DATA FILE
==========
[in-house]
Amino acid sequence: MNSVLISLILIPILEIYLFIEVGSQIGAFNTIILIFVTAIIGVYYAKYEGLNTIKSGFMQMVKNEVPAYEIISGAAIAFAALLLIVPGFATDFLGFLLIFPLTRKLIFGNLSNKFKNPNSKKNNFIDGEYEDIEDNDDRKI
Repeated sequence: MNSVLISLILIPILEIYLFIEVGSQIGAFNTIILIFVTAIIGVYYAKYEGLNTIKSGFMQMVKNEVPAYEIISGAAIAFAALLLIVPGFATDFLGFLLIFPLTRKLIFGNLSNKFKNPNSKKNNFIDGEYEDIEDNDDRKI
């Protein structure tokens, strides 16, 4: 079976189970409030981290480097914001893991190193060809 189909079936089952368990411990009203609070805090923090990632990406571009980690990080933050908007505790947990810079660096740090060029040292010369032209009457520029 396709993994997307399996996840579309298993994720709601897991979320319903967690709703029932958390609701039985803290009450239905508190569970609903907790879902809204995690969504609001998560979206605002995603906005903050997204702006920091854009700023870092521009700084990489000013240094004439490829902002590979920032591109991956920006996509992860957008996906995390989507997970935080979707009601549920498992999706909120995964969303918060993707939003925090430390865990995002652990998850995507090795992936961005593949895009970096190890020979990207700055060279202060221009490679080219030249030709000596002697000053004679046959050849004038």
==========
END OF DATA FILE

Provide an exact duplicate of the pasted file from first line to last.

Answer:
[in-house]
Amino acid sequence: MNSVLISLILIPILEIYLFIEVGSQIGAFNTIILIFVTAIIGVYYAKYEGLNTIKSGFMQMVKNEVPAYEIISGAAIAFAALLLIVPGFATDFLGFLLIFPLTRKLIFGNLSNKFKNPNSKKNNFIDGEYEDIEDNDDRKI
Repeated sequence: MNSVLISLILIPILEIYLFIEVGSQIGAFNTIILIFVTAIIGVYYAKYEGLNTIKSGFMQMVKNEVPAYEIISGAAIAFAALLLIVPGFATDFLGFLLIFPLTRKLIFGNLSNKFKNPNSKKNNFIDGEYEDIEDNDDRKI
């Protein structure tokens, strides 16, 4: 079976189970409030981290480097914001893991190193060809 189909079936089952368990411990009203609070805090923090990632990406571009980690990080933050908007505790947990810079660096740090060029040292010369032209009457520029 396709993994997307399996996840579309298993994720709601897991979320319903967690709703029932958390609701039985803290009450239905508190569970609903907790879902809204995690969504609001998560979206605002995603906005903050997204702006920091854009700023870092521009700084990489000013240094004439490829902002590979920032591109991956920006996509992860957008996906995390989507997970935080979707009601549920498992999706909120995964969303918060993707939003925090430390865990995002652990998850995507090795992936961005593949895009970096190890020979990207700055060279202060221009490679080219030249030709000596002697000053004679046959050849004038």